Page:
This was absolutely frightening and amazing all at the same time. I just saw a live WILD bear at mile 57-58 of a 100K. It hit me that, that bear was not caged and could have come the other direction had it wanted. Courtney had told me a hundred times that there were probably bears out her... but I always shrugged it off and told her there's no way I'd see a bear. Well dang. I was hella wrong.

The bear went down the ridge we were on away from me, but was heading in the diretion of the trail! :-/ As the stomped off it was SO loud. With each paw hitting the ground it sounded like someone jumping up and down with all their force.

I had two choices here. Continue on the course and just hope that the bear was as scared as I was... or turn around and wait for another runner.

Ha! This was nothing but motivation. I continued on the trail and was running like I hadn't run all day. I was constantly glancing around keeping an eye out for a black shape. This really took my mind off the fact that I was approaching mile 58. (where we turned onto the PCT one last time)

A few minutes later I passed a woman and let her know that I'd just seen a bear. She about shit herself and started running behind me :)

Finally I reached the PCT and was seriously hauling some ass. Me legs were feeling awesome and I was on a serious high. The trail was really nice and mostly downhill. I kept increasing the pace gradually until I was about 2-3 miles from the finish. I really started passing people here. A huge gorgeous lake (Rosary Lakes) appeared on my right. I passed a woman as she said, "Someone left something in the tank"... man did that feel nice to hear. I had to be running sub 8s right then. HAD to be.

The next few miles took forever. I kept glancing ahead around every corner looking for what I thought was an opening. I passed some hikers with backpacks at one point and knew they'd only been on the trail for maybe 1-1.5 miles and thought how weird would that be to be out hiking and have these nut jobs running past you after 60+ miles of running.

FINALLY. I could hear the road with trucks on it to my left. This meant I was close. I was flying. Not running... flying. I was running past people like they were walking. I knew I had maybe 3-4 minutes left.

I looked up to see the end of the single track.

The trail opened up and I passed the shed for the ski run equipment. I was on a gravel path now. I rounded the corner and I could see the lodge.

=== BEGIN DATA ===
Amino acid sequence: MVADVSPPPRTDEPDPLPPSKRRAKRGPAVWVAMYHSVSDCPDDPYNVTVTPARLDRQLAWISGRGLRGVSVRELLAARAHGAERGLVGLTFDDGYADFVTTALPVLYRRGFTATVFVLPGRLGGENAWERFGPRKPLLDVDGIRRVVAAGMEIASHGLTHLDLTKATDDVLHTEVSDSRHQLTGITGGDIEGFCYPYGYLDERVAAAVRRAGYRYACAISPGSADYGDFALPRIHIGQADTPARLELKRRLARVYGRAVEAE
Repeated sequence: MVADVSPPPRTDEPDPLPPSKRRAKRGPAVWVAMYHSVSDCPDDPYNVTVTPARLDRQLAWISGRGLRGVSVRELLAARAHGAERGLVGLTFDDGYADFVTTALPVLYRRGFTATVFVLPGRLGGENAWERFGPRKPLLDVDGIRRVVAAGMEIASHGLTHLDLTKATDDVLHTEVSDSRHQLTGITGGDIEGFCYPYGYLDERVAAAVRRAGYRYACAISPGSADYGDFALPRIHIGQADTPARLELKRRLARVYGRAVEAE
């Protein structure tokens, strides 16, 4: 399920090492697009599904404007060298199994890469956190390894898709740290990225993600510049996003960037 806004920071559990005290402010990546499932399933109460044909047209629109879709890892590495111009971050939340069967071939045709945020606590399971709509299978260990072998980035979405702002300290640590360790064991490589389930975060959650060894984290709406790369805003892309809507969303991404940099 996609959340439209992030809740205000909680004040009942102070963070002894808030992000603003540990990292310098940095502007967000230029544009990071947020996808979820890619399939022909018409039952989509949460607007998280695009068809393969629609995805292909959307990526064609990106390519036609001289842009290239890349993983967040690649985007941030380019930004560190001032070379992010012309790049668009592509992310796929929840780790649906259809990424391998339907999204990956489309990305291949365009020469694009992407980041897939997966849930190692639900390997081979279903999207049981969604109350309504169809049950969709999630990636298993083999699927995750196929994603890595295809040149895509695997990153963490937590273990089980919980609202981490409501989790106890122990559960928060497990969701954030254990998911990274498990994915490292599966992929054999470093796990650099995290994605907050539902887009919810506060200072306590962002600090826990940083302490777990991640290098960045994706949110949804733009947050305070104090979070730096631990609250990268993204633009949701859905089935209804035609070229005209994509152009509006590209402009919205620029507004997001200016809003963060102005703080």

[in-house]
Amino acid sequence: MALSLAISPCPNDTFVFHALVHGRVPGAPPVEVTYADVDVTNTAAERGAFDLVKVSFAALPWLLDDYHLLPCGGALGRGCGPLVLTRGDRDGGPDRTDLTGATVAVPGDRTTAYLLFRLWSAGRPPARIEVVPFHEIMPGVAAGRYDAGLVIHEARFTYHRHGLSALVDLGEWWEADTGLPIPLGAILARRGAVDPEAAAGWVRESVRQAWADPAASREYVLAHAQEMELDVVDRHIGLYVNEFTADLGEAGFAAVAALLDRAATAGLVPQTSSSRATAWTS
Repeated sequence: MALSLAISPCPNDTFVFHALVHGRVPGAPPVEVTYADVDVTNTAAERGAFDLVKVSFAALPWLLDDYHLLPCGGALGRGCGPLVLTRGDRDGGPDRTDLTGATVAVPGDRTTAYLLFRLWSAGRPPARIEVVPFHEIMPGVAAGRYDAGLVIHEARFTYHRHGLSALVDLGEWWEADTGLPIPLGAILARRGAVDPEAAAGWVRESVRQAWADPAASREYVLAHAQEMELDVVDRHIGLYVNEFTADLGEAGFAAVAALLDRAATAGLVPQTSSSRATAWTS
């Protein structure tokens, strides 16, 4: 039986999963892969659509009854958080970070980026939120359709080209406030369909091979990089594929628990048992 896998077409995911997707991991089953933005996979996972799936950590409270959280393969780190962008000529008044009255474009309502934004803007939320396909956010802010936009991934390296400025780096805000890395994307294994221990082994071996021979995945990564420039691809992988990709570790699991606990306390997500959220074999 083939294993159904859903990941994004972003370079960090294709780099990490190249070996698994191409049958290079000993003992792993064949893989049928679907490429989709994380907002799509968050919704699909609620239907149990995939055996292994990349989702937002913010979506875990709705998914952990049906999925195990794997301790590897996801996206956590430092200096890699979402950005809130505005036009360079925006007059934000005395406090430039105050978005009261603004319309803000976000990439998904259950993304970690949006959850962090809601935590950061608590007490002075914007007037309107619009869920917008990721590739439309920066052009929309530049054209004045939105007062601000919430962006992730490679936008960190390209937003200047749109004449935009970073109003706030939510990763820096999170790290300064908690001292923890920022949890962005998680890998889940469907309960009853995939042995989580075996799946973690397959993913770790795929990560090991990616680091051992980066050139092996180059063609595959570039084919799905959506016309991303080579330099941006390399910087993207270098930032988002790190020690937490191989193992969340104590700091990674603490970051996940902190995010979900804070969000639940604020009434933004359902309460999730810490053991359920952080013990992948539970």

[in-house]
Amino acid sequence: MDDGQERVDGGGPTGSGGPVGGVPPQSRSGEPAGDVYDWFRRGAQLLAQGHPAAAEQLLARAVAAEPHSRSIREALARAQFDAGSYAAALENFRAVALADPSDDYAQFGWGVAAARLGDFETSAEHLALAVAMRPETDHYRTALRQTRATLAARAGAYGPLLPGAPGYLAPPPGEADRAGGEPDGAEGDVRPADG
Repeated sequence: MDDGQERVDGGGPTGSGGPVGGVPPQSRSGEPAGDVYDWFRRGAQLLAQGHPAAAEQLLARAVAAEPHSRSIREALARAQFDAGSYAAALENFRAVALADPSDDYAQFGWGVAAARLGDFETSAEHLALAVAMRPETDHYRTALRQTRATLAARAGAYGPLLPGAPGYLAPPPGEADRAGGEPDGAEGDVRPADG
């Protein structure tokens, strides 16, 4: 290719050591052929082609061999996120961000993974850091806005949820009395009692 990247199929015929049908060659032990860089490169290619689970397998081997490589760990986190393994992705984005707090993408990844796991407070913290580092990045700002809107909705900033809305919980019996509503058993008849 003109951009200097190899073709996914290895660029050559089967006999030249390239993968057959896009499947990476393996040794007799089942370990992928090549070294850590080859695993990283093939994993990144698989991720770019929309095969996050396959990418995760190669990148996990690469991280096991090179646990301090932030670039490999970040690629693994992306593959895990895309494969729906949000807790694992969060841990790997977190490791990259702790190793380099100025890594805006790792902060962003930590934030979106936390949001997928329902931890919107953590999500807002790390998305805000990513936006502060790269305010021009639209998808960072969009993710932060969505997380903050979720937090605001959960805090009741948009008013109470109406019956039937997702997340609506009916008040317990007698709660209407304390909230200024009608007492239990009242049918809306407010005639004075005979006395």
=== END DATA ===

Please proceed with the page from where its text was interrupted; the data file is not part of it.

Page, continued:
I was now running like it was the sprint to the line for a 5K. I could hear the announcers and people clapping as I approached the line. As I neared the line I slowed and walked across the chalk line in the gravel smiling. 62.5 miles after starting, in a total of 13:47:55.






What would you do differently?:

Nothing. I had the time of my life.
Post race
Warm down:

Someone was taking photos, then the race director walked up with my choice of finisher hats. Man... WHAT A DECISION! I chose my green lettered "Where's Waldo 100K" hat.

Then it was all about Courtney. She was right there at the finish line. She had set up a chair right there and was waiting for me. I told her I was OK and she immediately offered me her chair.

All I wanted at that point was a hug. :)

What limited your ability to perform faster:

Running for 13:47:55 can get very lonely. This was something I had to deal with on and off all day. Having Courtney there was so awesome, but it was also a bit difficult when I was feeling horrible and had to leave her while I trekked back out into the middle of nowhere to walk through the trees. :)

The altitude was really never a problem as far as I could tell.

What was a problem at this race was the climbing!! 11,000 feet is no joke. These climbs were rough and I definitely underestimated them. Us Texas men don't do a lot of climbing... haha.

All in all, the only thing that probably limited my ability to perform faster was myself.

Event comments:

Overall production of this race was amazing. I mean it's gotta be UNBELIEVABLY difficult to organize 140 people as they run through the Oregon Wilderness on a 62.5 mile one loop single track course as they climb three peaks. My hats off to the race directors and all the amazing volunteers.






Last updated: 2009-03-20 12:00 AM
Running
13:47:55 | 62.14 miles | 13m 19s  min/mile
Age Group: 0/0
Overall: 46/88
Performance: Good